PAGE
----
15 January 2012

Darwin's awesome thoughts on "Mesmerism": Posts towards a course on Society, Culture and Biology

Writing to William Darwin Fox, "one of his earliest correspondents (4)," Charles Darwin commented in December 1844:
With respect to mesmerism, the whole country resounds with wonderful facts or tales... I have just heard of a child, three or four years old (whose parents and self I well knew) mesmerised by his father, which is the first fact which has staggered me. I shall not believe fully till I see or hear from good evidence of animals (as has been stated is possible) not drugged, being put to stupor; of course the impossibility would not prove mesmerism false; but it is the only clear exerimentum crucis, and I am astonished it has not be systematically tried. If mesmerism was investigated, like a science, this could not have been left till the present day to be done satisfactorily, as it has been I believe left. Keep some cats yourself, and do get some mesmeriser to attempt it. One man told me he had succeeded, but his experiments were most vague, as was likely from a man who said cats were more easily done than other animals, because they were so electrical!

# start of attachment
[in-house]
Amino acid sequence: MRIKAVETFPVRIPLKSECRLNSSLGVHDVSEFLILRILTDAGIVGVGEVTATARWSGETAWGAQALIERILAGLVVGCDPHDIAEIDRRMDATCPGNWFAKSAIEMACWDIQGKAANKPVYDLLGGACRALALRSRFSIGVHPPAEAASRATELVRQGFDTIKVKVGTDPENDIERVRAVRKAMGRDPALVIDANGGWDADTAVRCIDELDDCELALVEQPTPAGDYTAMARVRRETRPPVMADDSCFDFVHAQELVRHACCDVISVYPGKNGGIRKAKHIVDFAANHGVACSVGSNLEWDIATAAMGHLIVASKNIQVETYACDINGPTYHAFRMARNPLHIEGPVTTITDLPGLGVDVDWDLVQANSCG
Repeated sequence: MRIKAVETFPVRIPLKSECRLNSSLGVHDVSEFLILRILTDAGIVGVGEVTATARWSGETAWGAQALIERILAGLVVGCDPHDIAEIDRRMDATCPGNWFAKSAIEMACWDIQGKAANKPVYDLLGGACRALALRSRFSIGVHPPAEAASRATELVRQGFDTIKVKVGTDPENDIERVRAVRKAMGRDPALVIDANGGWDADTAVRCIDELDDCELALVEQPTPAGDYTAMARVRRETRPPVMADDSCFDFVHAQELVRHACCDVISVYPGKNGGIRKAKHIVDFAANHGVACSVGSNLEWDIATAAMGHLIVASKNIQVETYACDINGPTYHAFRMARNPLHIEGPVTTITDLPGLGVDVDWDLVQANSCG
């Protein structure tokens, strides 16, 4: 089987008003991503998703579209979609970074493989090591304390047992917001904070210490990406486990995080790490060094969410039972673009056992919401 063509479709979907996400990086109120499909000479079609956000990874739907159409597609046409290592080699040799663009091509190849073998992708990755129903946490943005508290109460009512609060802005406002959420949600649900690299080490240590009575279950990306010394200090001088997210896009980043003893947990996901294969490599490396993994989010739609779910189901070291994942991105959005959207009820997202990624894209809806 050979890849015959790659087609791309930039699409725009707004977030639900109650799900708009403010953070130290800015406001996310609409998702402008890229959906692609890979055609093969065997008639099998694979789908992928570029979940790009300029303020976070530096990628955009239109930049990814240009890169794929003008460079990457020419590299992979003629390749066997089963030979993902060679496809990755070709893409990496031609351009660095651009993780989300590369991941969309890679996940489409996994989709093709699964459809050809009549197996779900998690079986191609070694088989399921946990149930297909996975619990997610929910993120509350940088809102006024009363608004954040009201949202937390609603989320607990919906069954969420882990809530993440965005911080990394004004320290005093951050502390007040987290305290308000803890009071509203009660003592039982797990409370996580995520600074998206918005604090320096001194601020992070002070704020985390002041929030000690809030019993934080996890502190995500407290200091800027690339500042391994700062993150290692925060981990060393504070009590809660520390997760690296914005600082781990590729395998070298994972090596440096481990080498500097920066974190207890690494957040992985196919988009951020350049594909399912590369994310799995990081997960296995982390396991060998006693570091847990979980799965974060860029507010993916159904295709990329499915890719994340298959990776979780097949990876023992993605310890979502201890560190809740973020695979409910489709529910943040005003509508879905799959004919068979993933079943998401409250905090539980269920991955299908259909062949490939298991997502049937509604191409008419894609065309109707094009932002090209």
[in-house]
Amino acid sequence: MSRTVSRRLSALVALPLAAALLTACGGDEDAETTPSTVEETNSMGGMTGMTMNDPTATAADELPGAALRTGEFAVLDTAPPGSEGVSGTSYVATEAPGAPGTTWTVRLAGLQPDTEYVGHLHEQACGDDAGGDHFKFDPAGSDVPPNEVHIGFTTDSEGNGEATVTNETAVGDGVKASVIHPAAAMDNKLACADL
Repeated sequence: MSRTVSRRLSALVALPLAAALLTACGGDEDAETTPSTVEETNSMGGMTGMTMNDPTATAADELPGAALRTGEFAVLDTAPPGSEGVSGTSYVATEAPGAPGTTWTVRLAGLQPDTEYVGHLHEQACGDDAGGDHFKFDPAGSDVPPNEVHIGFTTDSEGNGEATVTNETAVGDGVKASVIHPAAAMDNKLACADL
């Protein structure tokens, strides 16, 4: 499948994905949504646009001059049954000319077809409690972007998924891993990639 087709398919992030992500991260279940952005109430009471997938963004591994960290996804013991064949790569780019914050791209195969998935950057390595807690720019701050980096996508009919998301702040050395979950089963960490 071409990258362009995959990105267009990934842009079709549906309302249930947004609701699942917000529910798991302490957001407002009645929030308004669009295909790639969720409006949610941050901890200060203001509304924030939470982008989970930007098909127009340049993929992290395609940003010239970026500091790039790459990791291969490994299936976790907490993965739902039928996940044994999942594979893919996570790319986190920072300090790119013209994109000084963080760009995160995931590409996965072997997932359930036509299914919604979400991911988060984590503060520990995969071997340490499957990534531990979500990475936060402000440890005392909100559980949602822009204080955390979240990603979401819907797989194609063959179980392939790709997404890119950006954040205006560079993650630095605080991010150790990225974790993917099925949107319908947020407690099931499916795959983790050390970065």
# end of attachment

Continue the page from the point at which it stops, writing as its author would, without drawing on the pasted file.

Francis Darwin ed. The Life and Letters of Charles Darwin, Including an Autobiographical Chapter, 2 volumes. (New York: Basic Books, Inc, 1959): i; p. 341 


  1. I'm not up on mesmerism, thinking of it as roughly the same as hypnotism; my memory, supported by Googling "hypnotize rabbits", is that rabbits, at least, can be hypnotized. Or is this totally off point?

  2. It is not off point at all. It is just problematic to claim this. What does it mean to "hypnotize" a rabbit? UKskeptic mentioned that supposedly one can do this to a chicken too. Darwin's point is that there is no way of knowing what is happening scientifically. That's true - then, and now.